Is Maria Dead?

USA Today has run a front-page article announcing that names used for last year’s devasting season have been retired, never to be used again.  If the newspaper, or those who killed the names for storms had done any research, they’d have learned that Maria stands apart for all storms and should have never had her name retired.

Maria was the name George R. Stewart had his Young Meteorologist give the tiny storm he was tracking.  Maria would grow into a hearty adulthood, reshaping the human and natural world over the twelve days of her life.  She was a West Coast/Sierra Nevada version of a great hurricane.  Her interaction with humans gives his fine novel its ecological focus and can’t-put-it-down drama.

Stewart’s naming of the storm was an idea borrowed from Napier Shaw.  (Always ethical, GRS admits it in the beginning of the book.)

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STORM is the book that gives us the practice of naming storms.The book was widely-read, especially the WW II paperback version issued to GI troops, (The GI version had the kind of racy cover encouraging young men to read it in search of the action the cover promised.)  After the war, some of the military  readers – Vic Moiteret comes to mind, since he eventually became “Chief Areologist” (Meteorologist) for the Navy and had influence – and the idea was adopted as a formal practice.

better infantry journal storm

Now we’re told  Maria’s name is no more.  (Ironically, it’s not Maria that caused the greatest human suffering, but national inattention to post-storm conditions in Puerto Rico.)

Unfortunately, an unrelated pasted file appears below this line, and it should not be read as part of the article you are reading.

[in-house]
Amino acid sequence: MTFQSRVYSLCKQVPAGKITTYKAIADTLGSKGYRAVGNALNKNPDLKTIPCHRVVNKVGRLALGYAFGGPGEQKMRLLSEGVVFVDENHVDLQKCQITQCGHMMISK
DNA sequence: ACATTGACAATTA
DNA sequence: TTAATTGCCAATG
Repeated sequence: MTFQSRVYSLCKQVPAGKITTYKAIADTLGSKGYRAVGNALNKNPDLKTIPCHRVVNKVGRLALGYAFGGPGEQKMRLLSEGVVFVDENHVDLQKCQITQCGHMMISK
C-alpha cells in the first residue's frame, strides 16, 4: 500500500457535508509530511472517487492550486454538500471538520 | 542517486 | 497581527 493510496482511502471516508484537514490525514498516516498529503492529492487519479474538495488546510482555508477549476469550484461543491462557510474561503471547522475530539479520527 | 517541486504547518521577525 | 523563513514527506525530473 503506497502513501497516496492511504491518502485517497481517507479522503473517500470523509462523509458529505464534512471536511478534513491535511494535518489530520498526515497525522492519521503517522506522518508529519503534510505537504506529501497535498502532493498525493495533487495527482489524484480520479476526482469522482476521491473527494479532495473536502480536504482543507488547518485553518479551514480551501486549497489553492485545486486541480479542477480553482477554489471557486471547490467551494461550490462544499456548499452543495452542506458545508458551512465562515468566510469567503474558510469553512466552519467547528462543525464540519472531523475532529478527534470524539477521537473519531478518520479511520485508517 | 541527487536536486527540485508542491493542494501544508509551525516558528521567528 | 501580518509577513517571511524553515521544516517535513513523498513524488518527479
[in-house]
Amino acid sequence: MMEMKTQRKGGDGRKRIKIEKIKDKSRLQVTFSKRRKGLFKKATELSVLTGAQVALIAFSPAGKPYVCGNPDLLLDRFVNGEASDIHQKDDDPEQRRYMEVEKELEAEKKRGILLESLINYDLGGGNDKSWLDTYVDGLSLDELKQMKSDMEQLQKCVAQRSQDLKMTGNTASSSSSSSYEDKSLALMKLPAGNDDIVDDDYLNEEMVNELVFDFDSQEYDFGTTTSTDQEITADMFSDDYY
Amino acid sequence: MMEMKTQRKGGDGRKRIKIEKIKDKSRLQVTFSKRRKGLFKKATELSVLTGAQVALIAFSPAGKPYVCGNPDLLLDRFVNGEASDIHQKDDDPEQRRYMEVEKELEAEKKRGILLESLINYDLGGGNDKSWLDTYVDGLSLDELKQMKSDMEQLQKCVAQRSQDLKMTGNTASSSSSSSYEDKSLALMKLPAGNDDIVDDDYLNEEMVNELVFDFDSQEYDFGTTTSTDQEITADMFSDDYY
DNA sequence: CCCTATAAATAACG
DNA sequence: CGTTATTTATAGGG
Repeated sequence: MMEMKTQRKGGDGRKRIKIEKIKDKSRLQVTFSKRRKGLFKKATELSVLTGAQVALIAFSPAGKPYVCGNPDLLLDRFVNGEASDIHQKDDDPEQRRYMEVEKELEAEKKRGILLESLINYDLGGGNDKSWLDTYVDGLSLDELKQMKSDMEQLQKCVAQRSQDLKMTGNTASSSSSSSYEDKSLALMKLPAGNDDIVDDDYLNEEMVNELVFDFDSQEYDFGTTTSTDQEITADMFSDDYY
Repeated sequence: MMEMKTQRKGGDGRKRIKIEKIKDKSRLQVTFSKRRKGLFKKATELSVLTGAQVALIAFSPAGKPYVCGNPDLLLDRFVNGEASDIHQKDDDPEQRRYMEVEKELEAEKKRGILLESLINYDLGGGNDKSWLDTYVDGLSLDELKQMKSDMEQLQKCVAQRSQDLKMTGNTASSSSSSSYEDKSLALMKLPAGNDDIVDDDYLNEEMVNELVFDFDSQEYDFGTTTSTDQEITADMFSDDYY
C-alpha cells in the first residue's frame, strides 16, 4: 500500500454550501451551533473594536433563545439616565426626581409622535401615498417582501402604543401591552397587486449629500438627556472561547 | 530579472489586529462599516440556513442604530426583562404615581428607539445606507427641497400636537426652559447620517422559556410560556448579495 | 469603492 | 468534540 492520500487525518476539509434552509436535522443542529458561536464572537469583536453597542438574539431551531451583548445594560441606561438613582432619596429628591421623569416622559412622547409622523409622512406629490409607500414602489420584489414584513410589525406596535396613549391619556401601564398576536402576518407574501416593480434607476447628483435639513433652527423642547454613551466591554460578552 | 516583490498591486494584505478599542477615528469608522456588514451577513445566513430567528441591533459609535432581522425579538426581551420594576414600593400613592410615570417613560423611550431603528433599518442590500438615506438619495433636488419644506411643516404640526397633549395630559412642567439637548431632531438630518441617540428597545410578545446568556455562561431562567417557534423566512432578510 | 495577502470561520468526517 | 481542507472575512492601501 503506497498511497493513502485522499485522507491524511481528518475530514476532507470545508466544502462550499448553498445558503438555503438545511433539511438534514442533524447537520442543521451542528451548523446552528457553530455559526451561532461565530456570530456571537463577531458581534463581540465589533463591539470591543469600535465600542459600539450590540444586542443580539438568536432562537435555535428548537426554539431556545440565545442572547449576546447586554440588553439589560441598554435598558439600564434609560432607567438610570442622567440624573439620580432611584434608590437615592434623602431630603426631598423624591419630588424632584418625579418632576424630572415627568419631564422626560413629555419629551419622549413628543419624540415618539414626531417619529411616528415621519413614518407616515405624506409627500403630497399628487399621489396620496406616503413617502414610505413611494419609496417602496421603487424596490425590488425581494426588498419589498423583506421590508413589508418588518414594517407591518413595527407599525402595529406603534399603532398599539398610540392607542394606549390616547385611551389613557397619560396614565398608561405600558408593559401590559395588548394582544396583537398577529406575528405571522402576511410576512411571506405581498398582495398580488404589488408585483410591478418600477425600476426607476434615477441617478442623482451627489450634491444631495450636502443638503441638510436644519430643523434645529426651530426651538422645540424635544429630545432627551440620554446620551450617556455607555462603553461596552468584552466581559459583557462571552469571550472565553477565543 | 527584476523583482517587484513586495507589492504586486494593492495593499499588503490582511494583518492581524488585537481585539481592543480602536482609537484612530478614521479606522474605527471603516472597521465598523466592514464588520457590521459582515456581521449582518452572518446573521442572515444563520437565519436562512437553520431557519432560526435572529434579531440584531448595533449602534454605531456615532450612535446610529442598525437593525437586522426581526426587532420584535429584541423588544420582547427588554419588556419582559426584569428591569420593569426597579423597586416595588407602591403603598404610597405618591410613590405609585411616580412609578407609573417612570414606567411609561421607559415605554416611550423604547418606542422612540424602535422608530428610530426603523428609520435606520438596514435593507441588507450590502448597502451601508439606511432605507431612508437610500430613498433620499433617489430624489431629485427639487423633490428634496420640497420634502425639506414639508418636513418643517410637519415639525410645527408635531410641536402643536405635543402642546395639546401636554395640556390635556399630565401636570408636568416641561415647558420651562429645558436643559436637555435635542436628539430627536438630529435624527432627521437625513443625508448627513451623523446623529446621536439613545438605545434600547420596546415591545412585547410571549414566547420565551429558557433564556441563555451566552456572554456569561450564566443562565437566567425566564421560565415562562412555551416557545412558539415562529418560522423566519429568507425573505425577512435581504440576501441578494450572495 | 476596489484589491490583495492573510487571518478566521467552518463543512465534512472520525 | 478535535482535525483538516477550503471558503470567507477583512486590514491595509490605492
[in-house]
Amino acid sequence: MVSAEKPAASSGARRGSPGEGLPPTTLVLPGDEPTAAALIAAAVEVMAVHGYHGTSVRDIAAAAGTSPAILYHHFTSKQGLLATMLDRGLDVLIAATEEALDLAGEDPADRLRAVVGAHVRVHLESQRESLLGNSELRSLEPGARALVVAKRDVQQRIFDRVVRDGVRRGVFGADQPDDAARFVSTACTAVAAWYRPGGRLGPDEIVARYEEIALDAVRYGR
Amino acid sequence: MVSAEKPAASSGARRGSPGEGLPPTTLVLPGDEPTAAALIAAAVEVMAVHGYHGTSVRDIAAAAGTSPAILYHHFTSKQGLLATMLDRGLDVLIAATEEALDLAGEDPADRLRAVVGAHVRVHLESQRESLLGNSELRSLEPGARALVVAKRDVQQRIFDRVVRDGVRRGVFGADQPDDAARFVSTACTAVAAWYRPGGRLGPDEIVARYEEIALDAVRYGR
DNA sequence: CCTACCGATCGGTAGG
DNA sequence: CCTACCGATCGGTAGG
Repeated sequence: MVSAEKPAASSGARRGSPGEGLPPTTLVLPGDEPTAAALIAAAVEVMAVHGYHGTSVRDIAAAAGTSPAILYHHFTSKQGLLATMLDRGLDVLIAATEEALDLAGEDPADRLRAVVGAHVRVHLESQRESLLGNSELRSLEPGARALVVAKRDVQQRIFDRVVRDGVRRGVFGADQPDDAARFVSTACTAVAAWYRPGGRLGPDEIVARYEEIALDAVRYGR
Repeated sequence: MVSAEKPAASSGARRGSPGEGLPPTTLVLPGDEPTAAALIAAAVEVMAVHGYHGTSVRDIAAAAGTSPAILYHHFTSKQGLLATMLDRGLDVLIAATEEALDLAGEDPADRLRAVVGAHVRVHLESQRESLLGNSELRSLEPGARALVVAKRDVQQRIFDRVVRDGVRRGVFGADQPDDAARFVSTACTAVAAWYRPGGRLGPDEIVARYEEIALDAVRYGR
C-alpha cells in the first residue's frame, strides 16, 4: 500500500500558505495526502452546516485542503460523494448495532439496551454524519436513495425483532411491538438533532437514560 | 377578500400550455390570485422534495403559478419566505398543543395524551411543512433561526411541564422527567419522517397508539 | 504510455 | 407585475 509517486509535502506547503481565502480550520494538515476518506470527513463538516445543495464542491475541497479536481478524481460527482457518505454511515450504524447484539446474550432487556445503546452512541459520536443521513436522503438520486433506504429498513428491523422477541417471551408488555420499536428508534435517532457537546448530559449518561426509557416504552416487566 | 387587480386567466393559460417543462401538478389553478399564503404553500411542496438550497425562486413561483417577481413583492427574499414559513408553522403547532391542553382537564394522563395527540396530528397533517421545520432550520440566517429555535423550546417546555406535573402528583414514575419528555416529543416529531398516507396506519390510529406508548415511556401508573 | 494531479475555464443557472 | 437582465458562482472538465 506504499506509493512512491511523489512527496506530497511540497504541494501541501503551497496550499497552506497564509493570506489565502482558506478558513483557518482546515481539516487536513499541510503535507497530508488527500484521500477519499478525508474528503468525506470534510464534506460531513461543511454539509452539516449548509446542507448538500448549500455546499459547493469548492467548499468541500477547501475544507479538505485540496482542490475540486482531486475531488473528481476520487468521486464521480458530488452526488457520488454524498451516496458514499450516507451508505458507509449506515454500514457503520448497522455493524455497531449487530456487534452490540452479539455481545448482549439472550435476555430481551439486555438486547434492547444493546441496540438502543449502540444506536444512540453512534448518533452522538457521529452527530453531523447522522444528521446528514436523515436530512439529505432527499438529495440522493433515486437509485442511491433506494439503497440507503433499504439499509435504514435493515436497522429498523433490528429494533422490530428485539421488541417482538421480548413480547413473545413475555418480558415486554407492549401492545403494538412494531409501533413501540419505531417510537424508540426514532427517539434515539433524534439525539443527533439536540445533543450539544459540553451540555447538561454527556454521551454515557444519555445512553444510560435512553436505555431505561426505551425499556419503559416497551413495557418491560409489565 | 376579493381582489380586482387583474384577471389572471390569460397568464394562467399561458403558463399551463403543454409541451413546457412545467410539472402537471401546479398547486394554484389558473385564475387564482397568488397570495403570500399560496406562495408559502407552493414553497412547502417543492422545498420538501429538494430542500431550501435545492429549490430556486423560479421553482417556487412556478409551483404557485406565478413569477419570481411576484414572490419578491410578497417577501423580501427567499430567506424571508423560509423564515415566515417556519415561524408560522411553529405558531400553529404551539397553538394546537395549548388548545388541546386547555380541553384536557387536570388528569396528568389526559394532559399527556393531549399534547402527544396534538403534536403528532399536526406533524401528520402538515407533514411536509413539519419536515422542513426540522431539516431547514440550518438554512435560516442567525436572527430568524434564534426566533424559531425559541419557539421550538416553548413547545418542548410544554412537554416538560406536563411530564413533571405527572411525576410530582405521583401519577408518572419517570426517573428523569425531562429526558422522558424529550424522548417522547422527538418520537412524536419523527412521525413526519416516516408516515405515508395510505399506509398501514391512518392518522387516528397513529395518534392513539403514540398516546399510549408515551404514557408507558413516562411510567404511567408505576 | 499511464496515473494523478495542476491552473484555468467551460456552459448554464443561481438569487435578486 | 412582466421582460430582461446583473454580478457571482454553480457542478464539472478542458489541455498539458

Be reassured!  Stewart’s Maria has NOT been put to death.  If the World Meterological Organization or the national  fishwrap had bothered to do some research they would have discovered that the first named storm, the one which gave us the practice of naming storms, is NOT “Maria,”  “Mar-ee-a.”   It’s “Maria” – pronounced, as GRS puts it, in the old-fashioned way, with a long i:  “Mar-eye-a.”  Since Walt Disney filmed the novel for TV and Lerner and Loew “borrowed” the name for one of their best-known songs,  Maria will thrive whether the WMO puts their Maria out to pasture or not.

Long live our Maria.

 

Philip Aaberg’s sheet music for “Earth Abides” is published

For nearly a decade, I was a traveling Educator for NASA.  Most school work, in those long-ago days on the NASA Education highway, was with 4-6 grades. Sometimes, though, we’d work with High school students.  That age group can be a challenge.  A former high school teacher myself,   I had a few appropriate activities to use.  One was to work them through The Drake Equation.  (See also this BBC Interactive Page.)  Another,  a head-down bedrest exercise that let the chosen briefly experience and document the fluid shift caused by microgravity.  The third was to read from George R. Stewart’s Earth Abides.

 

 

At Galena High School in Reno to work with Science Teacher Richard Brong’s students, I included the Earth Abides reading with other activities.  After the session ended, Richard asked, “Do you know Philip Aaberg’s music?”

 

 

“Aaberg’s written and recorded a composition called ‘Earth Abides.'”

 

It was the beginning of a quest:  To find a copy of the music; then, if possible, to find Philip Aaberg.

 

Fortunately, Missoula’s legendary Rockin Rudy’s had a copy of the Windham Hill CD, Harvest, with Aaberg’s composition.

 

 

Then, with some detective work  on the web, I found the phone number for Sweetgrass Music, Phil and Patty Aaberg’s music (etc) business.   Calling the number connected me with Patty Aaberg; Patty connected me with Phil.